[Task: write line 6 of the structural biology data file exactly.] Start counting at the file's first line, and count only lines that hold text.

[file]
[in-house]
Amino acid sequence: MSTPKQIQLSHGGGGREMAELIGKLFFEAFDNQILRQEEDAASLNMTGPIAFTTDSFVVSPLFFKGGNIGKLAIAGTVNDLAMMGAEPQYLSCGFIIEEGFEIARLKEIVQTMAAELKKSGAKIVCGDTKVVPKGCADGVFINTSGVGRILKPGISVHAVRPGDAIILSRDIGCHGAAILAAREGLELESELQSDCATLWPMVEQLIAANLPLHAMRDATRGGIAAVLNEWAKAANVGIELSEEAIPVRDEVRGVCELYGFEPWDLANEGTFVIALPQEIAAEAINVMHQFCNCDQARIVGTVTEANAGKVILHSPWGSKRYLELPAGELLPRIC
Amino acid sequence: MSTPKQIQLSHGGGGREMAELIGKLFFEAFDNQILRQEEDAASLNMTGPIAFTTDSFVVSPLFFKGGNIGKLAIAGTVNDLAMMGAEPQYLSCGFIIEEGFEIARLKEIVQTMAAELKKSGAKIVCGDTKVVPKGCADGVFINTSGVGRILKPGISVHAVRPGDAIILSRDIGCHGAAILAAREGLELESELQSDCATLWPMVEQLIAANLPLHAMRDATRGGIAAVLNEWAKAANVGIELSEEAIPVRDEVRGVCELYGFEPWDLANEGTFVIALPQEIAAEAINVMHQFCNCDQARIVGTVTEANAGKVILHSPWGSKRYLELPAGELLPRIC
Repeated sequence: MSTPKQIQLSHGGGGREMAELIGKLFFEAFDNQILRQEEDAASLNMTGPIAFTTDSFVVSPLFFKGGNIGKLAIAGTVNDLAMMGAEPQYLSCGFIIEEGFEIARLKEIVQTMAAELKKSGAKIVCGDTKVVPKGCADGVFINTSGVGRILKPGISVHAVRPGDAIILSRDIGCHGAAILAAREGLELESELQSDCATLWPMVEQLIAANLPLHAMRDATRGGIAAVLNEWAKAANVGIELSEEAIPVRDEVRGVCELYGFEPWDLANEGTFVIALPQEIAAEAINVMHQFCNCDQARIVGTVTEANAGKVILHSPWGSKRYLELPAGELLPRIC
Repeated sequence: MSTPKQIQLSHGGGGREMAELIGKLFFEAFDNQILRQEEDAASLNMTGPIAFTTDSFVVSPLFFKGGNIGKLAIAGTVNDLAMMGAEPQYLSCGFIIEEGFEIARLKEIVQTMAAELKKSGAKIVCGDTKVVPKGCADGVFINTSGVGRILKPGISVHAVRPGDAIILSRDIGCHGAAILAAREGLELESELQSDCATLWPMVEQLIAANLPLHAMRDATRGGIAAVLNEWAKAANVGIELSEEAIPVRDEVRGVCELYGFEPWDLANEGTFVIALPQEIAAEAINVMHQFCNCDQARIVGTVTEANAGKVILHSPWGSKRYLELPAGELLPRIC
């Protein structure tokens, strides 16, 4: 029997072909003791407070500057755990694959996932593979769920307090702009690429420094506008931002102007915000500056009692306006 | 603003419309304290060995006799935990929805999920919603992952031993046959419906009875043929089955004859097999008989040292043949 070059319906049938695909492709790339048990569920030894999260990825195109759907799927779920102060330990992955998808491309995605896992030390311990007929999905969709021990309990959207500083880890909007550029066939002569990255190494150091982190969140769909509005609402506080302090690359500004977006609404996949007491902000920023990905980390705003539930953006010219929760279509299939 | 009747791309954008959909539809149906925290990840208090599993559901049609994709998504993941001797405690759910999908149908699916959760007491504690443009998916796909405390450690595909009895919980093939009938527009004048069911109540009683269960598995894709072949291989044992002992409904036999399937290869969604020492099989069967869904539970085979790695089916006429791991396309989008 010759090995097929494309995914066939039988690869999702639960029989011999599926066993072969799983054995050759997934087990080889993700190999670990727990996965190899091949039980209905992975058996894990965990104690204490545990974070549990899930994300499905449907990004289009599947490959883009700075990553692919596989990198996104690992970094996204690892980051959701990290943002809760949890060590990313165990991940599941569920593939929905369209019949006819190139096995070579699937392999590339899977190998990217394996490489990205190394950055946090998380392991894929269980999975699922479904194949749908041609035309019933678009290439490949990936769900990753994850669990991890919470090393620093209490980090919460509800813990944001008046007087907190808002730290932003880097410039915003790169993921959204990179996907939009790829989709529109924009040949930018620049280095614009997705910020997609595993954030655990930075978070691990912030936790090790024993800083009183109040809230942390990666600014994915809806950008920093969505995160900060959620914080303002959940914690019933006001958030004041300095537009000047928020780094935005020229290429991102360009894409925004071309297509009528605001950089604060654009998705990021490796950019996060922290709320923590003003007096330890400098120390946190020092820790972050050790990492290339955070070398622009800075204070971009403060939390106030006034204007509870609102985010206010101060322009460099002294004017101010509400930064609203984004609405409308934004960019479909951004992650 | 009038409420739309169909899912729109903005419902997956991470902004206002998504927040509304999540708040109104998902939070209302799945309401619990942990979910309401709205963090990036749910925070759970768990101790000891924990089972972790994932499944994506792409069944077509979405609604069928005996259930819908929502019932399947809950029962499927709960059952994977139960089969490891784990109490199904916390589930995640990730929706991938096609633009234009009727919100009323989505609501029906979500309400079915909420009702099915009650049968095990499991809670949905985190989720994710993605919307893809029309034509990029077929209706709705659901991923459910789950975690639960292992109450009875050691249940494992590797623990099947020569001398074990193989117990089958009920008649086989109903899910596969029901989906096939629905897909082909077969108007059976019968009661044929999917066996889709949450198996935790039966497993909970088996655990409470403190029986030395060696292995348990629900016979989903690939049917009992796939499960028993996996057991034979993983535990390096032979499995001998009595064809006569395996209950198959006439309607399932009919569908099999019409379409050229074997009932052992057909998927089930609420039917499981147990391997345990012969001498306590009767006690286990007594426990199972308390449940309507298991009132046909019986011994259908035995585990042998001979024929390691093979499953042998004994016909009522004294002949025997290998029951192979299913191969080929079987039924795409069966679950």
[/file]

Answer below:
């Protein structure tokens, strides 16, 4: 029997072909003791407070500057755990694959996932593979769920307090702009690429420094506008931002102007915000500056009692306006 | 603003419309304290060995006799935990929805999920919603992952031993046959419906009875043929089955004859097999008989040292043949 070059319906049938695909492709790339048990569920030894999260990825195109759907799927779920102060330990992955998808491309995605896992030390311990007929999905969709021990309990959207500083880890909007550029066939002569990255190494150091982190969140769909509005609402506080302090690359500004977006609404996949007491902000920023990905980390705003539930953006010219929760279509299939 | 009747791309954008959909539809149906925290990840208090599993559901049609994709998504993941001797405690759910999908149908699916959760007491504690443009998916796909405390450690595909009895919980093939009938527009004048069911109540009683269960598995894709072949291989044992002992409904036999399937290869969604020492099989069967869904539970085979790695089916006429791991396309989008 010759090995097929494309995914066939039988690869999702639960029989011999599926066993072969799983054995050759997934087990080889993700190999670990727990996965190899091949039980209905992975058996894990965990104690204490545990974070549990899930994300499905449907990004289009599947490959883009700075990553692919596989990198996104690992970094996204690892980051959701990290943002809760949890060590990313165990991940599941569920593939929905369209019949006819190139096995070579699937392999590339899977190998990217394996490489990205190394950055946090998380392991894929269980999975699922479904194949749908041609035309019933678009290439490949990936769900990753994850669990991890919470090393620093209490980090919460509800813990944001008046007087907190808002730290932003880097410039915003790169993921959204990179996907939009790829989709529109924009040949930018620049280095614009997705910020997609595993954030655990930075978070691990912030936790090790024993800083009183109040809230942390990666600014994915809806950008920093969505995160900060959620914080303002959940914690019933006001958030004041300095537009000047928020780094935005020229290429991102360009894409925004071309297509009528605001950089604060654009998705990021490796950019996060922290709320923590003003007096330890400098120390946190020092820790972050050790990492290339955070070398622009800075204070971009403060939390106030006034204007509870609102985010206010101060322009460099002294004017101010509400930064609203984004609405409308934004960019479909951004992650 | 009038409420739309169909899912729109903005419902997956991470902004206002998504927040509304999540708040109104998902939070209302799945309401619990942990979910309401709205963090990036749910925070759970768990101790000891924990089972972790994932499944994506792409069944077509979405609604069928005996259930819908929502019932399947809950029962499927709960059952994977139960089969490891784990109490199904916390589930995640990730929706991938096609633009234009009727919100009323989505609501029906979500309400079915909420009702099915009650049968095990499991809670949905985190989720994710993605919307893809029309034509990029077929209706709705659901991923459910789950975690639960292992109450009875050691249940494992590797623990099947020569001398074990193989117990089958009920008649086989109903899910596969029901989906096939629905897909082909077969108007059976019968009661044929999917066996889709949450198996935790039966497993909970088996655990409470403190029986030395060696292995348990629900016979989903690939049917009992796939499960028993996996057991034979993983535990390096032979499995001998009595064809006569395996209950198959006439309607399932009919569908099999019409379409050229074997009932052992057909998927089930609420039917499981147990391997345990012969001498306590009767006690286990007594426990199972308390449940309507298991009132046909019986011994259908035995585990042998001979024929390691093979499953042998004994016909009522004294002949025997290998029951192979299913191969080929079987039924795409069966679950």